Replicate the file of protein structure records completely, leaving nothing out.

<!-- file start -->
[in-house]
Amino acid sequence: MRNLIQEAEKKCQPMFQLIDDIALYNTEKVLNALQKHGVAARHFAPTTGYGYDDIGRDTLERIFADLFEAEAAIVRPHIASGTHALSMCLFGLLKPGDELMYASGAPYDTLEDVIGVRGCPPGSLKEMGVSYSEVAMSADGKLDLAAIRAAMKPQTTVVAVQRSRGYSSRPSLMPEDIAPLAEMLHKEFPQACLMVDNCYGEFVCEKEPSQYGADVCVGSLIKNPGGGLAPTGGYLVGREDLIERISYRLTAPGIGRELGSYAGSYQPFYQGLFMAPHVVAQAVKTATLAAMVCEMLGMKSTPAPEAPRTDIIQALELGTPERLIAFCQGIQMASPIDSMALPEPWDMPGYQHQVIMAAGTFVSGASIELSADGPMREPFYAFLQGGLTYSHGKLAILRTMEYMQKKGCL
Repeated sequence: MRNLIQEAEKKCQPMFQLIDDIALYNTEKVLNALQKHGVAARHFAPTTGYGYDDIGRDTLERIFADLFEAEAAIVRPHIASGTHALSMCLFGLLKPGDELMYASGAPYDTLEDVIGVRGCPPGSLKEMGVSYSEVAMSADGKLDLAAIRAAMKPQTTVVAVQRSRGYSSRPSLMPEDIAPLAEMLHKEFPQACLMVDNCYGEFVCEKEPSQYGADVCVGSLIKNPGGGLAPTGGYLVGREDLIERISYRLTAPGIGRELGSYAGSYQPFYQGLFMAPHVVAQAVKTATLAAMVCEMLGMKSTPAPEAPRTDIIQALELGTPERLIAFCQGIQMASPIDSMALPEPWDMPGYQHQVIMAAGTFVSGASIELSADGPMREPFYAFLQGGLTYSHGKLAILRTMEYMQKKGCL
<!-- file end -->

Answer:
[in-house]
Amino acid sequence: MRNLIQEAEKKCQPMFQLIDDIALYNTEKVLNALQKHGVAARHFAPTTGYGYDDIGRDTLERIFADLFEAEAAIVRPHIASGTHALSMCLFGLLKPGDELMYASGAPYDTLEDVIGVRGCPPGSLKEMGVSYSEVAMSADGKLDLAAIRAAMKPQTTVVAVQRSRGYSSRPSLMPEDIAPLAEMLHKEFPQACLMVDNCYGEFVCEKEPSQYGADVCVGSLIKNPGGGLAPTGGYLVGREDLIERISYRLTAPGIGRELGSYAGSYQPFYQGLFMAPHVVAQAVKTATLAAMVCEMLGMKSTPAPEAPRTDIIQALELGTPERLIAFCQGIQMASPIDSMALPEPWDMPGYQHQVIMAAGTFVSGASIELSADGPMREPFYAFLQGGLTYSHGKLAILRTMEYMQKKGCL
Repeated sequence: MRNLIQEAEKKCQPMFQLIDDIALYNTEKVLNALQKHGVAARHFAPTTGYGYDDIGRDTLERIFADLFEAEAAIVRPHIASGTHALSMCLFGLLKPGDELMYASGAPYDTLEDVIGVRGCPPGSLKEMGVSYSEVAMSADGKLDLAAIRAAMKPQTTVVAVQRSRGYSSRPSLMPEDIAPLAEMLHKEFPQACLMVDNCYGEFVCEKEPSQYGADVCVGSLIKNPGGGLAPTGGYLVGREDLIERISYRLTAPGIGRELGSYAGSYQPFYQGLFMAPHVVAQAVKTATLAAMVCEMLGMKSTPAPEAPRTDIIQALELGTPERLIAFCQGIQMASPIDSMALPEPWDMPGYQHQVIMAAGTFVSGASIELSADGPMREPFYAFLQGGLTYSHGKLAILRTMEYMQKKGCL